Welcome back to the Dictionary on 2ser radio in 2017! This week Lisa & Nic talked about ice…Listen now
We’ve been in heatwave conditions lately, and there is nothing like an icy cold drink to quench your thirst.
We didn’t always have refrigerators, and even the mechanical production of ice was very difficult. So a cold drink on a summer’s day in the 19th century was a rare and beautiful thing. Would you believe, there was once an international trade in frozen water (natural ice)!!!!
Ice first arrived in Sydney on 16 January 1839 after a voyage of four months and five days from Boston. About 250 tons arrived, although reportedly 400 tons was sent – the rest had melted on the journey. For six years (1839-1840 and 1853-1856) natural ice kept Sydneysiders and their food cool during summer, introducing them to such delights as ‘iced sherry cobblers’ and ‘iced brandy smashers’ as well as iced lemonade and soda water.
In 1853 the ambitious merchants Frederick Watkins & Walter Sparrow informed the public through the Sydney Morning Herald that they had introduced into the Australian market “one of the greatest luxuries in a hot climate, namely a cargo of the best quality Boston ice.”
They went on to expound the delights and benefits of ice. Its liberal use in water “imparts a liveliness not previously possessed”. “Those who have already experienced the grateful influence of its use, in the manufacture of Ice cream, the hardening of butter, the cooling of the various kinds of beverages, viz., water, wines, beer, lemonade, soda water, fruits, &c, &c, will not require much persuasion to avail of the present opportunity, and those who have not, should not let it pass unheeded.”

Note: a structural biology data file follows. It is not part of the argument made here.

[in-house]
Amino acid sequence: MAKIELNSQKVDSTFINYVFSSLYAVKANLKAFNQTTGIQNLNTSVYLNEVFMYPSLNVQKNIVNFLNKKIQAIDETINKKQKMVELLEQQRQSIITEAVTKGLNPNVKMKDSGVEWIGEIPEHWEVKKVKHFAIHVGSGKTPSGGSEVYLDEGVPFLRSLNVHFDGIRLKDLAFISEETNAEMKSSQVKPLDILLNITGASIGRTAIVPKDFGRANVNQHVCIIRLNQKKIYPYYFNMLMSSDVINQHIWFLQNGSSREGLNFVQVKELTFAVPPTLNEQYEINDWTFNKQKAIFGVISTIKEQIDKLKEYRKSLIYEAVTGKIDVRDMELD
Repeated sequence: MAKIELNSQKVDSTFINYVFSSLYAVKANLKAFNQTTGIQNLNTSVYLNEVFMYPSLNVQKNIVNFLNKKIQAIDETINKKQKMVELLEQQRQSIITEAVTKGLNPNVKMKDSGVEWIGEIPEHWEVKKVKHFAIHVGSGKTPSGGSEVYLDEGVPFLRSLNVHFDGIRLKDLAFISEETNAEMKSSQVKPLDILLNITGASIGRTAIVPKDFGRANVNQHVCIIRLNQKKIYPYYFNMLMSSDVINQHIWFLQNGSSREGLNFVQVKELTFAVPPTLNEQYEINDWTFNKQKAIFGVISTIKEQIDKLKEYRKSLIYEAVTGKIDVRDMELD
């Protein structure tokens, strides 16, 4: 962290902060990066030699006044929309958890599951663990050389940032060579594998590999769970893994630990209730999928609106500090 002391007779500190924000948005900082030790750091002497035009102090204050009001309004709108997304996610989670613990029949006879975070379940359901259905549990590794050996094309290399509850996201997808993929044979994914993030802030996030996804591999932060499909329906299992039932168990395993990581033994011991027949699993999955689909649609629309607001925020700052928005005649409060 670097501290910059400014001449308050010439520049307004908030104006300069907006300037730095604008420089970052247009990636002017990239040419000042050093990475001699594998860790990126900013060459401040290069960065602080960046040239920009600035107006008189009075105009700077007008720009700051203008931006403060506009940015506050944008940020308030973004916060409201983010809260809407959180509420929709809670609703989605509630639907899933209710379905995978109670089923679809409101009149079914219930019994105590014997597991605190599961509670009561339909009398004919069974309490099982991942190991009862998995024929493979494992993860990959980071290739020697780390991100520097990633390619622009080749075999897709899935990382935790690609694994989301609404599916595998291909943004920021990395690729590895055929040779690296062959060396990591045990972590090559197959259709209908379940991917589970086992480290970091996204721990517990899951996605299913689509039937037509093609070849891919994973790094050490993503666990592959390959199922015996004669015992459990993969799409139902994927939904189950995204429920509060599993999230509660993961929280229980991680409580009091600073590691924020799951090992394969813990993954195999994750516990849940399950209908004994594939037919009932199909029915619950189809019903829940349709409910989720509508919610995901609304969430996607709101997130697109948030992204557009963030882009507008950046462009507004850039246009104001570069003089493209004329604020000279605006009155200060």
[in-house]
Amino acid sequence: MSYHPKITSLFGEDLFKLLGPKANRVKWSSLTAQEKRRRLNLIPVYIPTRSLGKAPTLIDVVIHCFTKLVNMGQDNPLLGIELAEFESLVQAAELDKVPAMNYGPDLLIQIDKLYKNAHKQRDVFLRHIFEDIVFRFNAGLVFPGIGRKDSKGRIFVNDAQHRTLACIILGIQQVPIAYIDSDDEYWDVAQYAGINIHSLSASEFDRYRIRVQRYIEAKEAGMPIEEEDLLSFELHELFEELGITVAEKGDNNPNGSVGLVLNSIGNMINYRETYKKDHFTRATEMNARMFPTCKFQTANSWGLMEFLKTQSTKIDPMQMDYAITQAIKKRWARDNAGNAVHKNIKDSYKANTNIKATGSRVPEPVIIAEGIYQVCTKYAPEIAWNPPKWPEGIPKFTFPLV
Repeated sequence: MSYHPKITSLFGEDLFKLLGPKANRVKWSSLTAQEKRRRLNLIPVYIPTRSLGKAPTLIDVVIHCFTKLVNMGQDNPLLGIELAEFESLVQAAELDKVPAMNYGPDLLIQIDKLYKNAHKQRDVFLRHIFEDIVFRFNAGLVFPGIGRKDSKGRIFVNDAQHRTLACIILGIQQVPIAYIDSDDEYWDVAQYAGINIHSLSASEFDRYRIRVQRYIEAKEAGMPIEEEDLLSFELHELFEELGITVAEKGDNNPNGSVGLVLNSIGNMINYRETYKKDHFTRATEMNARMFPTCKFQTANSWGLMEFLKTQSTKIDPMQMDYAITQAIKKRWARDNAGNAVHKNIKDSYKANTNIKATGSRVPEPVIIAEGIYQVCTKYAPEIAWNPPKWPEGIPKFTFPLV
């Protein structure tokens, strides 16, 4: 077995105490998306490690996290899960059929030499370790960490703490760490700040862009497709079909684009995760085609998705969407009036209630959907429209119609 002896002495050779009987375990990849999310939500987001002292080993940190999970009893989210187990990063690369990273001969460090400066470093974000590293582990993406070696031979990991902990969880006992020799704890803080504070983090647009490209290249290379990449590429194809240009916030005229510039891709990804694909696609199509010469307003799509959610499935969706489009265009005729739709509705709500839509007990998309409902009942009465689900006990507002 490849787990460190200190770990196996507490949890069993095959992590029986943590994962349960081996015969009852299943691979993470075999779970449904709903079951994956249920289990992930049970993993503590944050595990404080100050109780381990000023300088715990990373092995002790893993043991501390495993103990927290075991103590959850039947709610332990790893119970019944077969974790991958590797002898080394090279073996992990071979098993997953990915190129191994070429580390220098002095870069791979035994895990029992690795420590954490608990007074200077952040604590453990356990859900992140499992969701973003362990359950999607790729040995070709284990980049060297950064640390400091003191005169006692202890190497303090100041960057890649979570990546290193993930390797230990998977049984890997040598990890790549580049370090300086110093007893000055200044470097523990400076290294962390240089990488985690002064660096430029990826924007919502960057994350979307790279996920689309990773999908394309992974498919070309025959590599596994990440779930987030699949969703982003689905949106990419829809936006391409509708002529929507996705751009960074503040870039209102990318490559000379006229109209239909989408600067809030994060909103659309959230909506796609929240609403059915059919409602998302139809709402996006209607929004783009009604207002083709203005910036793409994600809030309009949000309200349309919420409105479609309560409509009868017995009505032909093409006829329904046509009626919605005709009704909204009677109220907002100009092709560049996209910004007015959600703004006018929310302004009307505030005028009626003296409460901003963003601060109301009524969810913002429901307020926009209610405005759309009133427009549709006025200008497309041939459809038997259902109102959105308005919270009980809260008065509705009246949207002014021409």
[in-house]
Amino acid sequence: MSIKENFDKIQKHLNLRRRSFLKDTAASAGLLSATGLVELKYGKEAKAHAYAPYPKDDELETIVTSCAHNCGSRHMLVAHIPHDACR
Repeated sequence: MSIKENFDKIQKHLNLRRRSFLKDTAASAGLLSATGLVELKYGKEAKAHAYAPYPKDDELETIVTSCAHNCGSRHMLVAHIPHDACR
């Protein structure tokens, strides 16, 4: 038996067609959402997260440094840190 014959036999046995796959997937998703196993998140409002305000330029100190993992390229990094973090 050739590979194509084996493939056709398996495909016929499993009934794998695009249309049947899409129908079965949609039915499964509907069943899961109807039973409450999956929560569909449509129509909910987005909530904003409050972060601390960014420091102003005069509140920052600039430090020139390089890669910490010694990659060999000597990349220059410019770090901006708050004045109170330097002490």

It was extremely popular in 1855 when on one January day the thermometer hit 44 degrees Celsius.
But for the savvy entrepreneurs who gambled their fortunes in a highly risky business, we would not have fridges and freezers in every home or readily available cool drinks and ice creams. Ice brought dramatic improvements in food hygiene, enabled fresh and frozen food exports and led to the development of new industries such as the thermal insulation used in today’s buildings and appliances.
When the ice trade with Boston suddenly stopped, it was not because of a fall in interest but because advances in technology permitted the manufacture of ice closer to home. From 1857, manufactured ice traveled to Sydney by ship from Melbourne but from 1864 the Sydney Ice Company’s works, located on West Street, Darlinghurst, provided a local source, free from the vagaries of transport or weather.
And in case you are wondering what is in a Sherry Cobbler, here’s a recipe from page 41 of the Australian Town and Country Journal, from Saturday 24 Dec 1898. Another list of popular summer drinks (including a Cherry Cobbler) and their ingredients published on page 530 or the Sydney Mail and New South Wales Advertiser, Saturday 24 September 1881. And this advertisement from page 4 of the Sydney Morning Herald on 13 November 1951 gives us a hint of what a Brandy Smasher may have held. Isn’t Trove wonderful?!